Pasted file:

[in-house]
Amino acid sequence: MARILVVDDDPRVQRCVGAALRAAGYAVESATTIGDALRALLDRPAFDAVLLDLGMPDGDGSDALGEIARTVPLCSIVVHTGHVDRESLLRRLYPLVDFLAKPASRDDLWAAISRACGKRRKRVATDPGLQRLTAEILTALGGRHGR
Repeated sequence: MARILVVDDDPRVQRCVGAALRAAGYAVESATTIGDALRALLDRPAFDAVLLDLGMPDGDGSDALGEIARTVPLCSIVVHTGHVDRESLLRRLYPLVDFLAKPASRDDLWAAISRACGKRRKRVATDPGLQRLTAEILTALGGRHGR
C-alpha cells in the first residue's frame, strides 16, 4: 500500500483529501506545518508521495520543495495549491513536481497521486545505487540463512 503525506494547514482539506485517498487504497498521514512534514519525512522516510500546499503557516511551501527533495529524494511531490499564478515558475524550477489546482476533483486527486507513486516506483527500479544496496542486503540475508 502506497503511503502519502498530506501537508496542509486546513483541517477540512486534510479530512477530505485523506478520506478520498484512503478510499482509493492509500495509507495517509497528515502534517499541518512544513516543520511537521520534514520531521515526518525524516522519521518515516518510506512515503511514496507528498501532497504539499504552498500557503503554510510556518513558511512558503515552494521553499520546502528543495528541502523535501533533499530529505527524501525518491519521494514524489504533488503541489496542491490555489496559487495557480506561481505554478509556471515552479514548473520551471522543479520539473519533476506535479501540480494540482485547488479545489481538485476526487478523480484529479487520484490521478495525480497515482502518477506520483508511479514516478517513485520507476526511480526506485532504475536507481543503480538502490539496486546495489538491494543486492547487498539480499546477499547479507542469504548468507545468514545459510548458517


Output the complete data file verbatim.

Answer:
[in-house]
Amino acid sequence: MARILVVDDDPRVQRCVGAALRAAGYAVESATTIGDALRALLDRPAFDAVLLDLGMPDGDGSDALGEIARTVPLCSIVVHTGHVDRESLLRRLYPLVDFLAKPASRDDLWAAISRACGKRRKRVATDPGLQRLTAEILTALGGRHGR
Repeated sequence: MARILVVDDDPRVQRCVGAALRAAGYAVESATTIGDALRALLDRPAFDAVLLDLGMPDGDGSDALGEIARTVPLCSIVVHTGHVDRESLLRRLYPLVDFLAKPASRDDLWAAISRACGKRRKRVATDPGLQRLTAEILTALGGRHGR
C-alpha cells in the first residue's frame, strides 16, 4: 500500500483529501506545518508521495520543495495549491513536481497521486545505487540463512 503525506494547514482539506485517498487504497498521514512534514519525512522516510500546499503557516511551501527533495529524494511531490499564478515558475524550477489546482476533483486527486507513486516506483527500479544496496542486503540475508 502506497503511503502519502498530506501537508496542509486546513483541517477540512486534510479530512477530505485523506478520506478520498484512503478510499482509493492509500495509507495517509497528515502534517499541518512544513516543520511537521520534514520531521515526518525524516522519521518515516518510506512515503511514496507528498501532497504539499504552498500557503503554510510556518513558511512558503515552494521553499520546502528543495528541502523535501533533499530529505527524501525518491519521494514524489504533488503541489496542491490555489496559487495557480506561481505554478509556471515552479514548473520551471522543479520539473519533476506535479501540480494540482485547488479545489481538485476526487478523480484529479487520484490521478495525480497515482502518477506520483508511479514516478517513485520507476526511480526506485532504475536507481543503480538502490539496486546495489538491494543486492547487498539480499546477499547479507542469504548468507545468514545459510548458517